Saturday, November 4, 2023

Tell Me How Long The Train's Been Gone

On the heels of last week's Rails and Sails post, I thought I would share some artwork scans from the set. Despite the mismatch of styles for Rails versus Sails, I consider this set to be the apotheosis of the Topps Giant Size Non-Sports cards. The artwork on the front of the cards is often stunning, always well-executed and there is a wide range of subjects in both look and time.  Then there are the card backs, which were so well thought out and colorful for both modes of transportation.  I imagine it was was fairly time-consuming set to create and may have been a little expensive as well, although if it was, had more to do with the backs than the fronts I'd say.  The artwork was paid at per-the-piece rates of the day but some of the Rails copy (and/or possibly stock photographs used for the illustrations) came courtesy of American Car & Foundry and I suspect Topps may have had to pay for it.  Not all of the Rails cards carried  "Courtesy A.C.F. Industries Inc." indicia of course, some were from foreign railroads or, obviously, not manufactured by ACF.

The original art has bubbled up in a few batches over the years, mostly around 15-18 years ago with some "finds" larger than others.  Today I want to ride the rails portion of the set and here's a great-looking original, which is the Casey Jones' Loco operated by the Illinois Central Railroad:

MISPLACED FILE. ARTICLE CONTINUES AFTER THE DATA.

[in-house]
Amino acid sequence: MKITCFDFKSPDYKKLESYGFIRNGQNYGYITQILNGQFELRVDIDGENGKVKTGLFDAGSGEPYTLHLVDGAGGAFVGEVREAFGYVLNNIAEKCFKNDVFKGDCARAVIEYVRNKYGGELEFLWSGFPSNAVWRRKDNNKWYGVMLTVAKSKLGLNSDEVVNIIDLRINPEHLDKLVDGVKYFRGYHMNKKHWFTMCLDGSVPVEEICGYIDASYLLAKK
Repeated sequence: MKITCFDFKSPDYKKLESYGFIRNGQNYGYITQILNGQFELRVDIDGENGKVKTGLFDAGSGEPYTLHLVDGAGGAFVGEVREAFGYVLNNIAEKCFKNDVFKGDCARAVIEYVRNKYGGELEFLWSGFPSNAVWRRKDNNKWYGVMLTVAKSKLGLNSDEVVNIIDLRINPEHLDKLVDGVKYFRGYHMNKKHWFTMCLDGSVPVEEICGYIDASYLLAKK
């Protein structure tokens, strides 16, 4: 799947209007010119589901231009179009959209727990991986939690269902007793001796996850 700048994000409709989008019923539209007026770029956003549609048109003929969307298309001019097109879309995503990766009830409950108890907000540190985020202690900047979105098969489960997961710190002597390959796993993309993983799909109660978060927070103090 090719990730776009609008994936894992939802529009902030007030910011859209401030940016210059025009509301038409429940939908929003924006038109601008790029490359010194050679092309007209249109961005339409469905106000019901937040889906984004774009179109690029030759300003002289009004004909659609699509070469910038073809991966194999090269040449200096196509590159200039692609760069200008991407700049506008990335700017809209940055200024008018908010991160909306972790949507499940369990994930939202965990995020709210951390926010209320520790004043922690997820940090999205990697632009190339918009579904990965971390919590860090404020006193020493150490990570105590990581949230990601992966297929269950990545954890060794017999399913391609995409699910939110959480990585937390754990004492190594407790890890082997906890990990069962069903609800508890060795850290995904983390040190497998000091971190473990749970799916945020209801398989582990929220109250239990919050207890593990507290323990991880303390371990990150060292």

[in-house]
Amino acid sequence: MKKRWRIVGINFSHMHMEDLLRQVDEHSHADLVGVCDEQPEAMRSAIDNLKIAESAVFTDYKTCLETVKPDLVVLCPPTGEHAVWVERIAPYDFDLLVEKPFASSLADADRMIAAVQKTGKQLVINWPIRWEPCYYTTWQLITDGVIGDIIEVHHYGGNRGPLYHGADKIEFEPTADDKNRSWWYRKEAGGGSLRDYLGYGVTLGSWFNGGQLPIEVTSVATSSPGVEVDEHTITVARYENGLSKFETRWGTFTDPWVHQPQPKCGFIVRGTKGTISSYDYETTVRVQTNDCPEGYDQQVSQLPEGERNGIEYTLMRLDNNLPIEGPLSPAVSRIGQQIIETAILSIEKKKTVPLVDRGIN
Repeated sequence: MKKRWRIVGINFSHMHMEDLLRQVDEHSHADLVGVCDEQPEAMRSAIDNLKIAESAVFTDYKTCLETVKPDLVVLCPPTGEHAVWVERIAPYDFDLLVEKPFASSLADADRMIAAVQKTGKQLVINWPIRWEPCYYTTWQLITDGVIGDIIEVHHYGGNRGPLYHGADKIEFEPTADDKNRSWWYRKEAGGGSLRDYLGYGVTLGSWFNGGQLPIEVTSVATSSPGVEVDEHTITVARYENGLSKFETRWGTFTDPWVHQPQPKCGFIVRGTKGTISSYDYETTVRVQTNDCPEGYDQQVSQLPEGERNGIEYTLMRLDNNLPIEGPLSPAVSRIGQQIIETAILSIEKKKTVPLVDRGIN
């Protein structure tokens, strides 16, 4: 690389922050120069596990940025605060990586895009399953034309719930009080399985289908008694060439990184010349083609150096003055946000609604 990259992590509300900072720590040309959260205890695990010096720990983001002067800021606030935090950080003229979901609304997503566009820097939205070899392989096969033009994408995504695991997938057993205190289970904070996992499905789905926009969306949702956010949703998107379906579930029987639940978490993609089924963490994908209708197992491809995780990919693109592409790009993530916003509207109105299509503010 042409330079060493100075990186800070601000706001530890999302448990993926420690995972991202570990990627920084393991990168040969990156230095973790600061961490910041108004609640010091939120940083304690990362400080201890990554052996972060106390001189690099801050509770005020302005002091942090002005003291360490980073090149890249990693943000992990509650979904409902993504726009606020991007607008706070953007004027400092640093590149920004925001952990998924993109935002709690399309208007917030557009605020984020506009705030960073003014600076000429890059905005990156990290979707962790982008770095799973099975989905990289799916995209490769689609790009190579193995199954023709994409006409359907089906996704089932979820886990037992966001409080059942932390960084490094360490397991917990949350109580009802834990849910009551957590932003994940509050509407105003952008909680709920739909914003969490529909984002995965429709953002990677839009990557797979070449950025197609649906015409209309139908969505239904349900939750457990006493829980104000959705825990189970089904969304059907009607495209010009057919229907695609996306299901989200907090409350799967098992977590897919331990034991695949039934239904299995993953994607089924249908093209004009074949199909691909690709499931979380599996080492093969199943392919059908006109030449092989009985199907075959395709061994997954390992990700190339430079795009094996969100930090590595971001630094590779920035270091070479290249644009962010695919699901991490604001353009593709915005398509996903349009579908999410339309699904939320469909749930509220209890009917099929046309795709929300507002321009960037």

Here's the finished card:

Sweet, right?  Here's the reverse where you can see what I mean about the design:

Beware of snake heads-yikes! And dig the rando locomotives and cars used for the main illustration running on the tracks along the bottom.

For the record, here's how the ACF indicia looked:

Here's a piece of art offered by Heritage sometime back, the level of detail is astounding:

Card no. 109 for those keeping score at home:

And here's a true production piece:

It's not no. 48 though, as marked, but rather no. 33:

The handwriting on the back seems to be instructing the illustrator on the various colors, indicating the source was a black and white photo; that's how things rolled back then!

Back with some Sails art next time kids!

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